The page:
Sunday, January 31, 2010

Child Symptoms of ADHD & Sleep Loss Can Be Confused

Australian pediatric sleep expert Dr. Chris Seton recently told the Sydney Morning-Herald that it is very possible to confuse symptoms of ADHD with the effects of sleep deprivation in children.

“A tired five-year-old and a five-year-old with ADHD can both act in the same way," he said. "There's probably a common pathway, but so far researchers have been unable to find what it is."

Last year the Sleep Education Blog
reported that children respond to sleep loss in a different way than adults. Sleep-deprived adults tend to be sleepy and sluggish during the day. But sleep-deprived children are often hyperactive.

What could be keeping your child from getting enough sleep? Typically, a combination of biological, social and educational factors.

Recently the Sleep Education Blog reported that children and teens between 8 and 18 years old spend more than 7.5 hours a day watching TV and using electronic devices like cell phones and computers.

Homework, extracurricular activities and time with friends also often cut into sleep time.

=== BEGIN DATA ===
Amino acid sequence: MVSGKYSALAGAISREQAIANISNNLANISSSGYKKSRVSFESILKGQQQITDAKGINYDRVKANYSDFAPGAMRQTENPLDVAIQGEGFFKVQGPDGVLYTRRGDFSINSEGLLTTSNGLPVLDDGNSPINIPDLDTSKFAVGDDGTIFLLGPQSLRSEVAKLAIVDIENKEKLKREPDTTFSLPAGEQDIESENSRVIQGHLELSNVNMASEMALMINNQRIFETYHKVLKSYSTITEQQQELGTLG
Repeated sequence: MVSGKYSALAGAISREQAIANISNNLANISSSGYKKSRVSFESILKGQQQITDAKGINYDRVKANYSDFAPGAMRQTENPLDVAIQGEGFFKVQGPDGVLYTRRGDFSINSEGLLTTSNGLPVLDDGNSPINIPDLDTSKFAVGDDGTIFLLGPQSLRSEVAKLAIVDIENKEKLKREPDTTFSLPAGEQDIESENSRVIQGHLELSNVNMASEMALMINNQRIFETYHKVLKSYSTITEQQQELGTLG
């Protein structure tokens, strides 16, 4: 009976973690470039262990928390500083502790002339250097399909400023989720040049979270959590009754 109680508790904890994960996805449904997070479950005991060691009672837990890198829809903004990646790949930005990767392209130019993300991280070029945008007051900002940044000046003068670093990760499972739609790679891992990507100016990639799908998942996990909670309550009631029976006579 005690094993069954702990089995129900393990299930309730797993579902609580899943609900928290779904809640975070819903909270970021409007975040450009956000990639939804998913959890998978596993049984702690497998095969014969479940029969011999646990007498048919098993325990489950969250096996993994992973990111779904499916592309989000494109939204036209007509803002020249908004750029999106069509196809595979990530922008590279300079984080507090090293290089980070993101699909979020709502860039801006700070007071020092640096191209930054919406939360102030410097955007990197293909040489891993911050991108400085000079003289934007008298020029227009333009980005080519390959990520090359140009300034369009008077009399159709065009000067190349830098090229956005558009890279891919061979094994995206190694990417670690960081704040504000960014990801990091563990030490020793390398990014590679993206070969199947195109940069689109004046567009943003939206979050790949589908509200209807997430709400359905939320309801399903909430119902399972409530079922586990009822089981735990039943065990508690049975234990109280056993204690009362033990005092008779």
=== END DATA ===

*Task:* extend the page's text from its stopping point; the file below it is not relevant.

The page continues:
Sleep deprivation is linked with behavioral problems and mood disorders in children. Students who are not getting the sleep they need also tend to do worse in school.

How do parents know if their child is sleep deprived? Seton said that a child who can wake up in the morning without an alarm clock is probably getting enough sleep.

ADHD is a serious condition that affects a large number of children. And sleep deprivation is a common alternative explanation for a child’s misconduct. You may want to monitor your child’s sleep habits if you notice changes in his or her behavior.

The AASM recommends that school-aged children sleep between nine and 10 hours each night.

Parents should enforce bedtimes and a nightly routine to help their children get an adequate amount of sleep each night. Sleep experts also recommend keeping the TV and other electronics out of the bedroom.

Learn more about sleep and children. Get help for a sleep problem at an AASM-accredited sleep center near you.

Image by languageworkshop

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